don’t wait for inspiration to strike

get a pen and paper (or keyboard and monitor) and do it!

that’s what i always come back to – so i guess i could call that my first rule of writing (and i have to tell you, the word “rule” makes me squirm). rory over at clean cut blog (and check it out, his blog is definitely clean cut) asked that question in his “first rule of writing” group writing project.

“get a pen and paper and do it” means, among other things: “don’t wait for inspiration to strike”. it occurs to me that that the reason we want inspiration so much is because we want control – the control that comes, for example, when we suddenly have a colourful vision of what the writing project will look like. inspiration brings knowledge, and knowledge means power/control.

for example, we may not want to start writing a short story until we know whether the protagonist will die at the end. if we don’t have control over something, we often don’t want anything to do with it. giving ourselves up to the flow of the story (on paper and in real life) can be pretty scary. however, i find that in the end, it’s the only thing that really works.

so – whenever i meet someone with writers block, i always suggest simply plunging in and “copying” what runs through their head. it’s a terrific way to start. chances are that what runs through your head is related to what you want to write about in the first place anyway. and then suddenly, without trying, inspiration will often strike.

(by the way, it’s interesting that i’m ending up writing about inspiration – that’s how i got to know rory at clean cut blog: through vivien’s group writing project about inspiration.)

on a very personal level, “get a pen and paper and do it” also means the excitement of a blank piece of something, ready, willing and receptive to whatever scribbles appear on it. it’s like the promise of a new morning, or a brand new dress. it’s the chance to start something new, invent a tiny little corner of the world all by myself, and to do it through the sensual experience of hands and mind forming letters, words, sentences …

that’s not a rule or a guideline but perhaps a guiding light, a pleasurable knowledge: writing as a delectable experience of the senses.

do you have a “most important” writing guideline you want to share? if you have a blog, go over to rory’s article to participate in this group writing project; if you don’t have a blog, feel fee to post your ideas here.

i’m also alerting a few of my blogging friends to this: jobmob, verve coaching, the fit shack, massage your mind, and reiki blogger.

14 thoughts on “don’t wait for inspiration to strike

  1. Rory

    Thank you so much for this, Isabella, and thank you for alerting others.

    What a great first rule. It really works, as well. Just writing and letting the thoughts flow. I especially like your illustration, like the promise of a new morning. Ah, this is wonderful!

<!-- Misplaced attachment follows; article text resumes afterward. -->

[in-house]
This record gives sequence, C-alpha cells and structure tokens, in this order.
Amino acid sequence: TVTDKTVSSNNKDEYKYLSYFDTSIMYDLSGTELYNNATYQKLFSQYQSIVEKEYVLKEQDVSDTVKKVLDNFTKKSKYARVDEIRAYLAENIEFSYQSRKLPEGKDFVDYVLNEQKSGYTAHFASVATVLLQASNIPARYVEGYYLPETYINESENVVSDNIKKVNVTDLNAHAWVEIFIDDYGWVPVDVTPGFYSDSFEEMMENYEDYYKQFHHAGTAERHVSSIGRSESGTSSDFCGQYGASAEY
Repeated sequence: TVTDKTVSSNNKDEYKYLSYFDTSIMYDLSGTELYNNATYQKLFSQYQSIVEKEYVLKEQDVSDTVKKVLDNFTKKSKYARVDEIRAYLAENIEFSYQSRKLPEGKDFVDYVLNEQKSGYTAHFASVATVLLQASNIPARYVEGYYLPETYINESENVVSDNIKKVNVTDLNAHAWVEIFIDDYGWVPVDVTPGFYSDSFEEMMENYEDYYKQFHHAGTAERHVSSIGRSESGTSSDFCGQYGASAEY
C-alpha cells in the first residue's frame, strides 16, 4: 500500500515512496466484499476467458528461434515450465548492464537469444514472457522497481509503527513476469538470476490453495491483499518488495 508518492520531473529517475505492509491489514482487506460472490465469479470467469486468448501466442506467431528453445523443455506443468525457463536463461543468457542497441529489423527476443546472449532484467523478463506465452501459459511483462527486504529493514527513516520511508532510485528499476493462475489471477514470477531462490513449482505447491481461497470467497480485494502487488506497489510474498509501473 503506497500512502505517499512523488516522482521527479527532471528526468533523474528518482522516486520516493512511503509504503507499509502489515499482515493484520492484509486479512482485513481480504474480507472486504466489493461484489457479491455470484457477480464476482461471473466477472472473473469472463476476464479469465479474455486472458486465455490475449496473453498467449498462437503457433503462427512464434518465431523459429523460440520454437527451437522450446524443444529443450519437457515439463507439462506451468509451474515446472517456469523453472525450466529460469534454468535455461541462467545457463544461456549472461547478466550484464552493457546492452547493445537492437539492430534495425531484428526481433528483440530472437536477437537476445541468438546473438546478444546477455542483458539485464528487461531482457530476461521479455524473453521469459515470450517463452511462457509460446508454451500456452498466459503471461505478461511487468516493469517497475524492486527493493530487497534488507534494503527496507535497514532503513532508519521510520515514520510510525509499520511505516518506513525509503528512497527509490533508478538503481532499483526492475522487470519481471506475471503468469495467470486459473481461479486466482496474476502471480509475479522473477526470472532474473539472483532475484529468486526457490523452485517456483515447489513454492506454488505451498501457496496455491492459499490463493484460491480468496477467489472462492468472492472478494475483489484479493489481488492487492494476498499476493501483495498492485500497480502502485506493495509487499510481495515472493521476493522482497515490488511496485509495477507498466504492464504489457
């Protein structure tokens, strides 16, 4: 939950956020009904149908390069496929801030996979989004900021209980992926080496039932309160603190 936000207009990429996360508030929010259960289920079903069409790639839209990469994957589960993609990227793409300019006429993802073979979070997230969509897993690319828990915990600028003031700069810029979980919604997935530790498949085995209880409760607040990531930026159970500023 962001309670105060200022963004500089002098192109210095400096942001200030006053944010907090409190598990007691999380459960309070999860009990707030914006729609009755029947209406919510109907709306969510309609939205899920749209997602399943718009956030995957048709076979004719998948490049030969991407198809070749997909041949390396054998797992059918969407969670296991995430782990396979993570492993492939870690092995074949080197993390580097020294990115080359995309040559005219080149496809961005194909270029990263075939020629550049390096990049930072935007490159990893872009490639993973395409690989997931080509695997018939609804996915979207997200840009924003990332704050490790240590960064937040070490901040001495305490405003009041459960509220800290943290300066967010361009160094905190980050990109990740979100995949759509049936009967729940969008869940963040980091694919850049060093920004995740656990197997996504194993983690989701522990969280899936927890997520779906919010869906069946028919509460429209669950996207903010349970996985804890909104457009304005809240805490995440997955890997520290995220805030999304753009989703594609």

I wish I could give you the accolade of being the first, but this (new) morning I received an e-mail from someone who game me their first rule of writing. Quite an unusual one, too. But you are definitely the first trackable participant, and I really appreciate it.

  2. inspirationbit

    Isabella, your first rule reminded me of this vulnerable poem by my favourite poet – Boris Pasternak. (I hope you won’t mind me posting it here)

    February. Get ink, shed tears.
    Write of it, sob your heart out, sing,
    While torrential slush that roars
    Burns in the blackness of the spring.

    Go hire a buggy. For six grivnas,
    Race through the noice of bells and wheels
    To where the ink and all you grieving
    Are muffled when the rainshower falls.

    To where, like pears burnt black as charcoal,
    A myriad rooks, plucked from the trees,
    Fall down into the puddles, hurl
    Dry sadness deep into the eyes.

    Below, the wet black earth shows through,
    With sudden cries the wind is pitted,
    The more haphazard, the more true
    The poetry that sobs its heart out.

  3. the individual voice

    Just beginning to explore the world of blogging and I just started a blog about being both a psychotherapist and a writer. The intersection of inspiration in both is discussed in my most recent post accessible above.

  4. TC

    Thanks for the “alert”. I am heading over to have a look.. also I really liked your “control” point.. it is an interesting observation..

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  8. Patricia - Spiritual Journey Of A Lightworker

    Isabella, your method works well for me. I may have an initial idea but more than likely it is a feeling that starts me writing and I go with the flow of words. Sometimes the words come slow. Other times, they come so fast that I can hardly write fast enough. I write until the words stop then I go back and do rewrites and correct spelling and grammar.

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  10. isabella mori

    hello everyone, and thanks for your many comments!

    author mom with dogs, i like the image of starting and insipration catching up. it makes me think that inspiration WANTS to be with us (otherwise why would it bother to catch up?)

    individual voice – welcome to the world of blogging! you already have lots of interesting things to say. like your entry self censorship, where you talk about your “weightless” experience of getting to know the blogosphere!

    patricia – writing often works for me the same way it does for you. when i write poetry it may just be that feeling, or even just one little sound … and then it’s like following a pawprint in the sand …

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